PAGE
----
Sixty years later, working to bring the boys home
At the time, news accounts called it the most ferocious air battle ever fought over the German capital.
“The assault on Berlin was perhaps unequaled by any previous daylight blow of the war,” the Montgomery Advertiser reported in its April 30, 1944, edition, the day after the massive bombardment.
From Berlin to Bordeaux, the Allies had been hammering Adolf Hitler’s forces for weeks in what was a prelude to the D-Day landings in Normandy, France. On this day, U.S. bombers were joined by hundreds of fighter aircraft, friendly as well as foe.
“Roaring more than 500 miles across Europe through a gauntlet of German fighters and anti-aircraft bursts,” the Advertiser continued, “about 1,000 American Flying Fortresses and Liberators converged on the Nazi capital at the noon hour, bringing to Berliners once more the real and terrible preliminaries to invasion.”
With so many flying machines in the air, there were bound to be losses. That’s just how things were back then.
Piloting one of the 63 bombers that failed to return to England that afternoon was 2nd Lt. Robert R. Bishop of El Reno, Okla.
Now, after more than six decades, a team of Americans believes it has recovered the remains of that ill-fated, 10-member crew.
“Every little piece is important,” Army Staff Sgt. Rick Thomas said as he stood at the crash site. “It doesn’t matter how small or how burnt. Our job is to bring back all the remains we can of our fallen comrades.”
As members of the Joint POW/MIA Accounting Command, Thomas and his comrades say they have one of the noblest jobs in the U.S. military. That job is the recovery and repatriation of remains of servicemembers who took their last breath on foreign soil fighting for their country.
No other nation devotes more money and effort to this task than the United States. From preliminary site investigation to interment, the cost of just one dig could be as much as $1 million or more, depending on the location and conditions. Some JPAC teams will climb a mountain, traipse through a jungle or forge a stream, often multiple times, just to reach a potential crash site.
The spot where Bishop’s B-24J Liberator went down is more accessible than most. Located in a pastoral setting just north of Hanover, the crew’s next-to-last resting place is a family farm where crops grow and horses graze.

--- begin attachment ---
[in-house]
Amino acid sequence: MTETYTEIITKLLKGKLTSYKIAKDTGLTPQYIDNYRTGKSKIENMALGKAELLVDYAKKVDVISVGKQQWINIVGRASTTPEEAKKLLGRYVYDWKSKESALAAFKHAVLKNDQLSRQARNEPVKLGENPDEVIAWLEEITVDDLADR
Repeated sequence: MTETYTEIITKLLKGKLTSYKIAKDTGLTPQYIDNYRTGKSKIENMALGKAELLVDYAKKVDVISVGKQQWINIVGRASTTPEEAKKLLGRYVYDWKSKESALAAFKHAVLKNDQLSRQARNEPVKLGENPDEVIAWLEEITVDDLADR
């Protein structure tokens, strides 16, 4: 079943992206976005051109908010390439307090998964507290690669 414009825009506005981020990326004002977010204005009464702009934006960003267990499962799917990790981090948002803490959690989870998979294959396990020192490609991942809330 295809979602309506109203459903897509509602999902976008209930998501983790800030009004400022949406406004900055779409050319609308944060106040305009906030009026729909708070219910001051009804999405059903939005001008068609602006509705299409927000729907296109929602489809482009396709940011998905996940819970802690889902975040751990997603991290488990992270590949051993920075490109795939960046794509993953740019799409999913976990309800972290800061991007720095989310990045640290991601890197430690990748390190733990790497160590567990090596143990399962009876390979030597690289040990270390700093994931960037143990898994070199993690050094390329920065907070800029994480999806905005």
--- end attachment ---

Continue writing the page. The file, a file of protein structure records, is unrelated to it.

The site at the village of Mellendorf is one of five that JPAC worked during a 45-day mission to Europe in August and September. The others were in eastern Germany, central Hungary, Normandy and the French island of Corsica.
It’s hard, tedious and humbling work. It’s also a validation of sorts.
“The POW/MIA symbol now means something when I look at it,” said Air Force Tech. Sgt. Linda Miller, a still photographer and regular site hand. “I have a part in bringing some of them home.”
Added Marine Sgt. Thaddeus Land: “If I’m on foreign soil and get killed, I know my brothers will come back someday to get me.”
But for many of the surviving relatives of the 78,000 servicemembers still missing from World War II, the wait — now entering its seventh decade — will almost certainly pass to the next generation.
That’s because JPAC and its forerunner — the U.S. Army Central Identification Laboratory, Hawaii — has focused much of its time and resources on those missing in action from the Vietnam War.
Additionally, the majority of MIAs from World War II will never be recovered because they were lost at sea. Dr. Gregory Fox, the chief anthropologist at the Hanover site, estimates that only between 20,000 and 30,000 servicemembers from the war are recoverable.
The challenge is time and money and getting firm leads on possible sites.
“We would agree there is a sense of urgency” with respect to MIAs from World War II because many of the witnesses and first-person accounts are getting old and soon will no longer be available, said Army Maj. Rumi Nielson-Green, a JPAC spokeswoman in Hawaii.
As with a lot of digs, the Hanover site was brought to JPAC’s attention by a relic hunter. The U.S. military no longer has any legal claim to the remains of these World War II aircraft, and so for years enthusiasts (some would call them vultures) have been scouring files and fields for clues as to their whereabouts.
Anthropologists such as Fox determine where to dig and for how long. While backhoes are sometimes brought in, much of work is done by hand, using shovels, wheelbarrows and screen sieves, or sifters.
Music and occasional schoolyard antics help enliven the atmosphere, but the work remains monotonous, backbreaking, and yet incredibly rewarding.
“There’s no better feeling than walking off a plane holding a flag-draped casket and knowing that you brought home one of our missing comrades,” Thomas said. “It’s just a great feeling.”
Tens of thousands of U.S. servicemembers are listed as missing in action from 20th-century wars. The following are estimates of the number of MIAs from World War II on: